Due to the Corona virus it is unclear how the programmes will take place. For the latest news please check the course page in Blackboard/Brightspace.

Prospectus

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Public Sector Economics

Course
2017-2018

Admission requirements

Pre-requirement for exchange students: in order to be considered for this course, students must have completed during their prior studies at least one university-level course in economics covering the main principles of micro- and macro-economic theory (e.g. consumer and producer behavior, markets, economic growth, unemployment, inflation, balance of payments deficits).

Course material, readings et cetera will be in English, but language of instruction during lectures and Q&A-seminars is Dutch

Description

Public Sector Economics, also known as Theory of Public Finance, focuses on the impact of public finances on the economy (and vice versa). This involves the provision of goods and services (including infrastructure, education, a cleaner environment), macroeconomic development (unemployment, inflation) and income redistribution (including social security, taxation).
The Ba1-course Principles of Economics emphasized on markets as organizing institutions where price mechanism plays a vital role. However, markets fail, leaving grounds for government intervention. In many OECD countries the public sector budget is over half of gross domestic product. So there is reason to pay attention to the field of public sector economics / public finance.
The Ba2-course Public Sector Economics focuses on economic analyses of government interventions and the interaction between government and markets. The course builds primarily upon microeconomic theory. Besides efficiency considerations also equity is used in the application of economic knowledge. The objective for the students is to provide them the perspective of welfare theory.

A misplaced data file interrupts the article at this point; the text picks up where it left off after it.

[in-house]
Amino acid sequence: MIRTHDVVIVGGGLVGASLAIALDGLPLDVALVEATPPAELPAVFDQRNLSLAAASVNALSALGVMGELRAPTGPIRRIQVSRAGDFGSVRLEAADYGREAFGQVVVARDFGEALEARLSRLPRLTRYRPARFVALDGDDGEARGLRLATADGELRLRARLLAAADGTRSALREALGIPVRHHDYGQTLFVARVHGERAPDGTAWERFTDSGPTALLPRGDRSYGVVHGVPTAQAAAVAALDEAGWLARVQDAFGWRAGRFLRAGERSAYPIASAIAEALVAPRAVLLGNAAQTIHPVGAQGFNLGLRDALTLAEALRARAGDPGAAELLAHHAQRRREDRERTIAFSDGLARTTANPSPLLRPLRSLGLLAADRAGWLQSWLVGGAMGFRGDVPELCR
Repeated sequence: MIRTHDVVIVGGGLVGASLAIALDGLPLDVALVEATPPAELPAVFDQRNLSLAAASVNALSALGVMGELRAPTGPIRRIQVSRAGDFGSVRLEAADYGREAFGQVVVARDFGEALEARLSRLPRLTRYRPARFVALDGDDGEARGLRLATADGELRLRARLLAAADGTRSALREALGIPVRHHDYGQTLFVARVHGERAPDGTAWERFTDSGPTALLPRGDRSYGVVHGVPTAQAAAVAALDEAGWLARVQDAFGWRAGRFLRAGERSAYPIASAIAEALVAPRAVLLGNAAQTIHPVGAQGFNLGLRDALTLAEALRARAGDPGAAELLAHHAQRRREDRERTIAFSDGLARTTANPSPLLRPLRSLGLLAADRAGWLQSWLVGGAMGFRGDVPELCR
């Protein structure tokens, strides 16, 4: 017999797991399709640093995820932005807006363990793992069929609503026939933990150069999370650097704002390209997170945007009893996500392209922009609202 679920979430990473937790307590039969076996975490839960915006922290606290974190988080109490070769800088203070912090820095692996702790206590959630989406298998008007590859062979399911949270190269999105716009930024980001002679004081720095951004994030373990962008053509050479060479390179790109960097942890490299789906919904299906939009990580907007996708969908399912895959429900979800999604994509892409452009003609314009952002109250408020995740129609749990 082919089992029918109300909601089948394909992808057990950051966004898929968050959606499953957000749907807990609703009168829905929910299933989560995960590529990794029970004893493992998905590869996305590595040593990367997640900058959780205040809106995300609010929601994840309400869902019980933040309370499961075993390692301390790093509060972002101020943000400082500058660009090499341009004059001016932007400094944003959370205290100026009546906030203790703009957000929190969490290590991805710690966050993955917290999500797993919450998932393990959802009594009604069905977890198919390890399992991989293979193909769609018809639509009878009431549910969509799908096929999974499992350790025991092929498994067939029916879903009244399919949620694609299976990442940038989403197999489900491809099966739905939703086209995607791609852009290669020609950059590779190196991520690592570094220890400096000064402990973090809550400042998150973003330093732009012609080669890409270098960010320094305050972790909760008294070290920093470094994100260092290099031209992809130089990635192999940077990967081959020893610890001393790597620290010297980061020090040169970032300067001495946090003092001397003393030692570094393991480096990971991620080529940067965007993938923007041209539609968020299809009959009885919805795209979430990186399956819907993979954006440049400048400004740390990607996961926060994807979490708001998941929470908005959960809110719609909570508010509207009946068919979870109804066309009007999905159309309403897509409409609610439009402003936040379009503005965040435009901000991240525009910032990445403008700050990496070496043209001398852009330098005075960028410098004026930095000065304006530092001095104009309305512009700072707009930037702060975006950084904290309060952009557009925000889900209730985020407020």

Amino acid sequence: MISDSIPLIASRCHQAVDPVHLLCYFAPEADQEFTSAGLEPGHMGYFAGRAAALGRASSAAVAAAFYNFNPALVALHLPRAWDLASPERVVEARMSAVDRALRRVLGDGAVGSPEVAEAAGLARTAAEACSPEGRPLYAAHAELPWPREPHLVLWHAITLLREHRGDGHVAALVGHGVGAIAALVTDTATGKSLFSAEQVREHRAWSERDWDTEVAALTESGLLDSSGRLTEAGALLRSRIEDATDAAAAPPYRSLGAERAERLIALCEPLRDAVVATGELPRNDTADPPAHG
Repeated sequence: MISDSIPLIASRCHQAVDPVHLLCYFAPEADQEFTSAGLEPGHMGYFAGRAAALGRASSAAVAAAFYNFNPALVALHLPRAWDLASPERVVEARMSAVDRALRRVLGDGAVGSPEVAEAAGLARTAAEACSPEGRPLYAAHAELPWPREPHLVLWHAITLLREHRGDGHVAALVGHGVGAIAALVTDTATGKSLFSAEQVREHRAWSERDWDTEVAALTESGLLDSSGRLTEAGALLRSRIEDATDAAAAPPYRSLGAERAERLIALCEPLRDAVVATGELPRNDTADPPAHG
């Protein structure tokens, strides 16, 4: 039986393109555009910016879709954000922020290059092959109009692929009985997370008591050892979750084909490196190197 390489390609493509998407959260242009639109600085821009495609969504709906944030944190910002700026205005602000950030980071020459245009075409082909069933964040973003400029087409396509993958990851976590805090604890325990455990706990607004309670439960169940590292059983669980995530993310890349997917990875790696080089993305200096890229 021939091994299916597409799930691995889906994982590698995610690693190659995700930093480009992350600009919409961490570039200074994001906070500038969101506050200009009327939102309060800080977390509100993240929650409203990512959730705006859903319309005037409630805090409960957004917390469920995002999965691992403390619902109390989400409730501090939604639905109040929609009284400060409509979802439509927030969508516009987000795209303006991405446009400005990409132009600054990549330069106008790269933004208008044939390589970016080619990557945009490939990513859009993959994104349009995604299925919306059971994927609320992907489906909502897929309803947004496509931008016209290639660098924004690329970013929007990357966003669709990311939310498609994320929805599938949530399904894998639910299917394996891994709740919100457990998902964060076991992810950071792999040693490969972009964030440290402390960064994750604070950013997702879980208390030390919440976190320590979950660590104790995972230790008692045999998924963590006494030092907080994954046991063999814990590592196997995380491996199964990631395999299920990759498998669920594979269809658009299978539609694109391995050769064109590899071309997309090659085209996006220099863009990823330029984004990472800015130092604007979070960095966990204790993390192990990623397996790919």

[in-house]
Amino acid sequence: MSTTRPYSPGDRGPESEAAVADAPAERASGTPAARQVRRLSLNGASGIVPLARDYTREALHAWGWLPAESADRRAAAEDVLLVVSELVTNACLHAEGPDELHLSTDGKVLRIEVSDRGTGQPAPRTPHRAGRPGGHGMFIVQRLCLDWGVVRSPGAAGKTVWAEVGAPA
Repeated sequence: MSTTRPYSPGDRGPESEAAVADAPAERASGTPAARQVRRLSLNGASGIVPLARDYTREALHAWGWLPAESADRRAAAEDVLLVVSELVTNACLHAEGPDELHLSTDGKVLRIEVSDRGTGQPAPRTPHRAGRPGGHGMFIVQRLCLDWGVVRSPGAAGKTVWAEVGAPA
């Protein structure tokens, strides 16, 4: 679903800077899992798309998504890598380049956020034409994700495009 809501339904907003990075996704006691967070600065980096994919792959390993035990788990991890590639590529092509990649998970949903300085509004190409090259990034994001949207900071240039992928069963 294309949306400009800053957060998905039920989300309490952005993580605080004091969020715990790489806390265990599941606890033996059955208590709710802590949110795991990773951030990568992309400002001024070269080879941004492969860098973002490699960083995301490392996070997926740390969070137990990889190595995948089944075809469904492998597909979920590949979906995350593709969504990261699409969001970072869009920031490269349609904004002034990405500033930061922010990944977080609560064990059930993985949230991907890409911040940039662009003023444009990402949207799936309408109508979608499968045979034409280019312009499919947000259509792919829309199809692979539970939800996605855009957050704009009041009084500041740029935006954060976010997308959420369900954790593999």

After a brief introduction of the main theoretical aspects of markets and modern welfare theory, the course addresses market failure (such as public goods, externalities and information problems) and related public solutions and government instruments. After considering public choice and ‘government failure’ the course elaborates on financing of the public sector (tax theory and practice). This course also analyzes from a macroeconomic perspective: theory and practice of Dutch fiscal policy.

Course objectives

This course presents the principles of public sector economics and shows the implications thereof for public economic policy. By the end of this course:

  • Students will have acquired knowledge of the principles of public sector economics.

  • Students will be able to understand the vast theories of public sector economics.

  • Students will be able to independently study and analyse main questions in the field of public sector economics.

Timetable

On the Public Administration front page of the E-guide you will find links to the website and timetables, uSis and Blackboard.

Mode of instruction

Seven weeks course in the period September -October. Each week consists of two lectures and one Q&A-seminar (6 hrs per week).

  • During the lectures (14 × 2 hrs), the main issues in the required reading will be identified and discussed. The focus will be on understanding the concepts and theories in public sector economics.